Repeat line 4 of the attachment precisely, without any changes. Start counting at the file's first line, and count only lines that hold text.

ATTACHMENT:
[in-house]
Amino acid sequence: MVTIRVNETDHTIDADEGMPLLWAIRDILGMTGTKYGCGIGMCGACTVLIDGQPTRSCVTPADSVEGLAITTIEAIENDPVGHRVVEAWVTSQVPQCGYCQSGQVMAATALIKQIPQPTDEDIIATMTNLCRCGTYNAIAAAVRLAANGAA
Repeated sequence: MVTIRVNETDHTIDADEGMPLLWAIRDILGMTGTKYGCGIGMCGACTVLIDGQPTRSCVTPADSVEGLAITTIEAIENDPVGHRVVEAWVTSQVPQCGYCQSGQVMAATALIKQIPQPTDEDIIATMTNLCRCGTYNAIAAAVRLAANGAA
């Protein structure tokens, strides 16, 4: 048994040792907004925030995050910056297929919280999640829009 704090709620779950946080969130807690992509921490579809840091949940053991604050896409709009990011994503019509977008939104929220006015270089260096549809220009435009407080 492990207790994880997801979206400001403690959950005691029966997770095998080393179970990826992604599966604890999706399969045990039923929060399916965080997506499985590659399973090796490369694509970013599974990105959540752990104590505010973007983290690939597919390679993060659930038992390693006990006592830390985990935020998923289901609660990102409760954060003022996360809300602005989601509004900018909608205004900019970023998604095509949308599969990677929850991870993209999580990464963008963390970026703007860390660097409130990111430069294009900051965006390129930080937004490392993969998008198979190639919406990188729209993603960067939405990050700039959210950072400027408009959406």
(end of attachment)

């Protein structure tokens, strides 16, 4: 048994040792907004925030995050910056297929919280999640829009 704090709620779950946080969130807690992509921490579809840091949940053991604050896409709009990011994503019509977008939104929220006015270089260096549809220009435009407080 492990207790994880997801979206400001403690959950005691029966997770095998080393179970990826992604599966604890999706399969045990039923929060399916965080997506499985590659399973090796490369694509970013599974990105959540752990104590505010973007983290690939597919390679993060659930038992390693006990006592830390985990935020998923289901609660990102409760954060003022996360809300602005989601509004900018909608205004900019970023998604095509949308599969990677929850991870993209999580990464963008963390970026703007860390660097409130990111430069294009900051965006390129930080937004490392993969998008198979190639919406990188729209993603960067939405990050700039959210950072400027408009959406």